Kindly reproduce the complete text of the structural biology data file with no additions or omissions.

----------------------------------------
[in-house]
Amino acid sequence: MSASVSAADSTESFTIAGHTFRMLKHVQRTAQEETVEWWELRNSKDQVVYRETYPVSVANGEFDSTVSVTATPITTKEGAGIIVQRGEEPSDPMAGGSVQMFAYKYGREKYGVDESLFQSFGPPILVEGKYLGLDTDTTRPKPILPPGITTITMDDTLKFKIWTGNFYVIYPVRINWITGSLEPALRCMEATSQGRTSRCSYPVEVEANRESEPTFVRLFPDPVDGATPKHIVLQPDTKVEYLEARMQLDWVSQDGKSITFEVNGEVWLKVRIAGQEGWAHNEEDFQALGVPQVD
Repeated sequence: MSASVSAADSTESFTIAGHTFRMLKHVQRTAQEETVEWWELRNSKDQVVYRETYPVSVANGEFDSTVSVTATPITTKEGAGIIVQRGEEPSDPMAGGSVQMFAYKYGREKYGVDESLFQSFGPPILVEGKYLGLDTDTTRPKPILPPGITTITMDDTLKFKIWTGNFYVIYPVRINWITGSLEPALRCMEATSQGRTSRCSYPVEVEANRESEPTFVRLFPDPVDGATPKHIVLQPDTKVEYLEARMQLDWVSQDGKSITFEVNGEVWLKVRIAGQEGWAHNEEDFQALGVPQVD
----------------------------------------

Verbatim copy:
[in-house]
Amino acid sequence: MSASVSAADSTESFTIAGHTFRMLKHVQRTAQEETVEWWELRNSKDQVVYRETYPVSVANGEFDSTVSVTATPITTKEGAGIIVQRGEEPSDPMAGGSVQMFAYKYGREKYGVDESLFQSFGPPILVEGKYLGLDTDTTRPKPILPPGITTITMDDTLKFKIWTGNFYVIYPVRINWITGSLEPALRCMEATSQGRTSRCSYPVEVEANRESEPTFVRLFPDPVDGATPKHIVLQPDTKVEYLEARMQLDWVSQDGKSITFEVNGEVWLKVRIAGQEGWAHNEEDFQALGVPQVD
Repeated sequence: MSASVSAADSTESFTIAGHTFRMLKHVQRTAQEETVEWWELRNSKDQVVYRETYPVSVANGEFDSTVSVTATPITTKEGAGIIVQRGEEPSDPMAGGSVQMFAYKYGREKYGVDESLFQSFGPPILVEGKYLGLDTDTTRPKPILPPGITTITMDDTLKFKIWTGNFYVIYPVRINWITGSLEPALRCMEATSQGRTSRCSYPVEVEANRESEPTFVRLFPDPVDGATPKHIVLQPDTKVEYLEARMQLDWVSQDGKSITFEVNGEVWLKVRIAGQEGWAHNEEDFQALGVPQVD